Page:Journal of botany, British and foreign, Volume 9 (1871).djvu/407

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PROCEEDINGS OF SOCIETIES.

��370

��been thought necessary. To eflect these salutary changes, we must in- vite the aid of Local Natural History Societies ; and botanists will require to give their assistance in supplying us witii exhaustive monographs of separate genera, or other naturally allied forms.

The following communications were read : — " On the Zones of Conifer cb from the Mediterranean to the Crest of the Maritime Alps." By M. Moggridge, Esq. The following table shows the lowest and highest elevations in feet at which the diflerent species are found : —

��Pinus Pinea P. maritima P. halepensis . Cupressus serapervirens Juniperus phoeiiicia . Pinus sylvestris Abies excelsa . A. pectinata Taxus baccata . Larix europseus Pinus Cerabra . Juniperus communis .

��Lowest.

�Highest

�1046

�4143

�2 7 '50

�2300

�4000

�1977

�5100

�1800

�3100

�1900

�3600

�2650

�2650

�3500

�5500

�4500

�5150

�6300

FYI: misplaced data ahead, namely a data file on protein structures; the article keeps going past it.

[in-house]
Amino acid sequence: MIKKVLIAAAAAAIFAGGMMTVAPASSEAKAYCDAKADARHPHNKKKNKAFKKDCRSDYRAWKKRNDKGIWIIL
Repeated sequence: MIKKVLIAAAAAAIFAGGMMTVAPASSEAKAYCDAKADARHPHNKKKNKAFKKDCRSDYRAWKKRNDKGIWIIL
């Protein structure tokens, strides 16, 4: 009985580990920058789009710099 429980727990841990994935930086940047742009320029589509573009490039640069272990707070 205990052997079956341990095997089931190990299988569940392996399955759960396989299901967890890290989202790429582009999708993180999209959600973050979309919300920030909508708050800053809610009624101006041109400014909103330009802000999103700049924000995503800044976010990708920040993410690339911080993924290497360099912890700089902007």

��The starting-points from the coast embi*aced the line from Monaco to Ventimeglia. "Note on the Therapeutics of FkijaaliH Alki^ken/i." By E. Drummond, Esq. Mr. Drummond states that he is at present engaged investigating the therapeutics of Pk;/iiaH>i, an almost, if not quite, obsolete drug, which is mentioned by Dioscorides. It possesses in a considerable degree the hypnotic power, which is the main characteristic of the Suln- nacefS. It is also diuretic, which, perhaps, is due to its sedative influ- ence, relaxing the spasmodic contraction of the capillary vesse's of the renal system. It had been used in extreme cases of gouty paroxysm with good eflPect. " Notes on the York and Lancaster Rose." By Mr. (Jorrie. This is described by Parkinson in his ' Garden of Pleasant Flowers,' pub- lished in 1656, as Rosa versicolor. The specimen now on the table shows this to be a variety of the R'/sa danuisceiia of Miller; and as its flowers agree with the description there can be no doubt but that it is tli.e true York and Lancaster Jiose, which name is now generally applied to the Gloria-mnndi Rose of the florists, which is of conqiarativuly recent intro- duction, and a variety of the R').'ia (jnllica, or French Rose. " Notes on some Sections of Stems of Welliiiglonia gigantca grown at Linton Park, Maidstone." By Mr. M'Nab. — A letter was niad from Mr. A. Stephen Wilson, in which he stated that he had been occupied for some yo;irs investigating certain points regarding the cereal Grasses, and thouu:lit it not improbable that the infidix loliuni of V^irgil and others included other species of Loliuni, and that the ancient farmers may have mistaken ergotized seeds for natural an(( healthy ones, lie had found this sciison many of the common grasses ergotized, and he intended sowing Lolium temulentnm in the open field, in order to see whether it is us liable to be

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